So, while the other tree had a whole colony of singing [6/7] birds nesting in its branches, the tree with the bad heart was avoided by all the birds, until one day--or night, rather--an owl came and lived in the hole in the top of the tree. Then some time after, a squirrel made its home in the hollow part in the middle of the tree. Last of all a snake lived in the hollow close to the ground. And now all the little birds feared the hollow tree for it gave shelter to their enemies. The owl would steal their little ones, and the squirrel would eat their eggs. The snake would charm the poor birds with its evil eye, and then creep up on them when paralyzed with fright, and kill them. The tree was hated by all on the lawn, for it seemed a shame to be an enemy to the little birds.
One day, the Master came out and talked to the gardener about the trees, and he said, "Why, what has happened to this tree that had such a good start? The other tree is way ahead of it now--and a fine tree it is, to be sure!"
The tree with the bad heart was so angry and spiteful when she heard the Master praise her sister that she threw one of her rotten pears at him, and it squashed on his coat. All the trees whispered in horror:
"What an unmannerly thing to do!"
Then at last, when the two trees were fifteen years old, came the great storm. In the solemn pause that preceded it, the little birds flew to shelter in the strongest trees. The trees themselves stuck out the feelers on their roots to find a new and stronger hold in the ground, and brace themselves against the attack of the winds. Little whispers and shivers ran through them. The leaves trembled with anticipation one moment, the next hung dead and lifeless, as if fearing to move.
A Great Terror lay over everything, which increased as the golden sunlight gradually turned to a ghastly green, and then suddenly was blotted out altogether. Out of the great black cloud that darkened the heavens, all the furies seemed to be let loose at once. Shrieking winds rushed at the trees, sometimes from two or three sides at once, and they struck out with their great arms like giants in deadly conflict. Branches and leaves were whirled through the air. The rain drove [7/8] against the trees like bullets, and seemed one moment like a horizontal sheet of water, the next a whirling maelstrom, engulfing the world. The noise was tremendous. There was not only the occasional rumble or crackle of thunder, but also the constant shriek of the winds, the double tattoos of the rain, the crying and sobbing of the trees, in a life and death struggle to maintain their hold on the earth.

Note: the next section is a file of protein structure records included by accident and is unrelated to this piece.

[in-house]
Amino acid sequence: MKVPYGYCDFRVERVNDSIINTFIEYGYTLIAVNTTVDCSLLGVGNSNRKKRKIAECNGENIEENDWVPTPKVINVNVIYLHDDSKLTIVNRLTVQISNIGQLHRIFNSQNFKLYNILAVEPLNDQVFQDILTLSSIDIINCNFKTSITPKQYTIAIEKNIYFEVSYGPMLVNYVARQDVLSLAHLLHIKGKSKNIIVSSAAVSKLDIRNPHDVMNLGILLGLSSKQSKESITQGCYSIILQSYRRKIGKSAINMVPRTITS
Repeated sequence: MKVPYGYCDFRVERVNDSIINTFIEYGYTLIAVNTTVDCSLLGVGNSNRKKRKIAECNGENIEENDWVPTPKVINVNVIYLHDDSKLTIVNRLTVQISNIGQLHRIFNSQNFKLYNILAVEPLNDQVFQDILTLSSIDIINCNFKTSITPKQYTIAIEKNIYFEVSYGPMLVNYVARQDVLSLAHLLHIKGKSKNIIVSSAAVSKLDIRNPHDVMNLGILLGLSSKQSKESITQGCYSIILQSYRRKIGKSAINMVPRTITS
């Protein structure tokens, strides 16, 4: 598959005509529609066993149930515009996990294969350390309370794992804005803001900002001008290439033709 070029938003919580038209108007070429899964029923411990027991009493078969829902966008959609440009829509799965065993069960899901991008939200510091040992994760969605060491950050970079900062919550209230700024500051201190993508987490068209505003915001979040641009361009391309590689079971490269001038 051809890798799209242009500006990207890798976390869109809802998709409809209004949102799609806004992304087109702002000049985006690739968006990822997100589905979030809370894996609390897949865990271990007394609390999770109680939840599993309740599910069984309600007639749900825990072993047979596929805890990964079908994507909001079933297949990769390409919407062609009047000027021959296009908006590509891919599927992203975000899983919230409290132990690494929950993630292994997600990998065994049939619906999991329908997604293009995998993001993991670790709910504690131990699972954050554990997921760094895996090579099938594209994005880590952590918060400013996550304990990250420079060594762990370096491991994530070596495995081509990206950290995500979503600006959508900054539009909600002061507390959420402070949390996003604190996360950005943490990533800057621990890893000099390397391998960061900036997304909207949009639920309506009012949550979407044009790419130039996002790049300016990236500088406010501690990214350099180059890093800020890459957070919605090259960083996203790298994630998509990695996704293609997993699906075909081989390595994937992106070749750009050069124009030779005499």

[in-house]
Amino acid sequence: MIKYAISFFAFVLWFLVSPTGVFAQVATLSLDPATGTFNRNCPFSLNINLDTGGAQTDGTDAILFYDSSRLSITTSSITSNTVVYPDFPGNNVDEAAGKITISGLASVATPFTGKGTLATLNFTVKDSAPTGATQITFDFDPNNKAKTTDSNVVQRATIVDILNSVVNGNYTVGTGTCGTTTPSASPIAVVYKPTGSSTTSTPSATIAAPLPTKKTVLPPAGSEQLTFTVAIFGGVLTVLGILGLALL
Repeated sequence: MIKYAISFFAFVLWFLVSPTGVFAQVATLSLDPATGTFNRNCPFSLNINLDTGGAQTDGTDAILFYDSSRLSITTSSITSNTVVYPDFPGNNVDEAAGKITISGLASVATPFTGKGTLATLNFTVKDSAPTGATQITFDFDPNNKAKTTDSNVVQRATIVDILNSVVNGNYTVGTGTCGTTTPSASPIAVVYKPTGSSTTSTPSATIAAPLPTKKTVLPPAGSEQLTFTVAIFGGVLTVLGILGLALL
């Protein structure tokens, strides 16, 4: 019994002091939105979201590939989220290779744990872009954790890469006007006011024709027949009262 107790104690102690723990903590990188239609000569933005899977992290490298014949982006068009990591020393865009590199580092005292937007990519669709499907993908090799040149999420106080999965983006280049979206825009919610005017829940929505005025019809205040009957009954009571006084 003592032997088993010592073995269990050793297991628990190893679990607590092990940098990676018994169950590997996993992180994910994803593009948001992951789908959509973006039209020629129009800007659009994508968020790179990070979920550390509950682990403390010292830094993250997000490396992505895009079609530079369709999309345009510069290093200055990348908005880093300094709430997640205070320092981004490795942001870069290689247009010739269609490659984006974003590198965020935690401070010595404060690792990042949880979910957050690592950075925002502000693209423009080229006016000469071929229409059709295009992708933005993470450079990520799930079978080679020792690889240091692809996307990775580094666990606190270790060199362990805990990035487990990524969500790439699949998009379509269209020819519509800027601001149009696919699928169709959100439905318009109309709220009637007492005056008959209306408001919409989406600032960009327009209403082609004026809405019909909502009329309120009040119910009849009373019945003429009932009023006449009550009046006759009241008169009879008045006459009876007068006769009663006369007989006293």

Far beneath in the dark, where the roots were desperately seeking a stronger hold on the earth, the distant echo of the strife above came muffled through the earth. To them, it was the beat of the rain that sounded most ominously. The rain, that usually they welcomed so gladly, came in such torrents as to wash away the earth they were clinging to, making slippery as soap the stones they were trying to brace themselves against. Over and over again they would say to one another in startled whispers:
"Oh, I'm slipping!"
''Hold hard,'' said Mother Tree from above.
''Catch me before I go, called another.
"Just hold here, and don't think of letting go, called down Mother Tree to them.
And now the wisdom of sending out numerous roots in all directions was manifest. Each one was holding on for dear life, and where one gave way, others held on. So, though the good stout tree swayed, and cracked, and strained in the raging winds, her roots held, and her stout trunk resisted the strain of branches. One branch and a quantity of her leaves were whirled off, but she held the little birds to her heart, and rocking to and fro, murmured, ''Don't be afraid, little ones, I will take care of you.''
In the very height of the storm, a terrible shriek, and screaming, and crash were heard. It frightened the trees so, that they almost let go. Then there was a sickening swish. The sound of a great tree falling through the air--a great crackling and splitting sound, and the tree with the bad heart lay on the ground, a complete wreck. Under its ruins lay a snake crushed to death, and an owl caught under one of the [8/9] branches. But the squirrel had made a flying leap just in time to save itself, and was still trembling on the branch of the neighbor tree, so violently, that it could hardly hold on.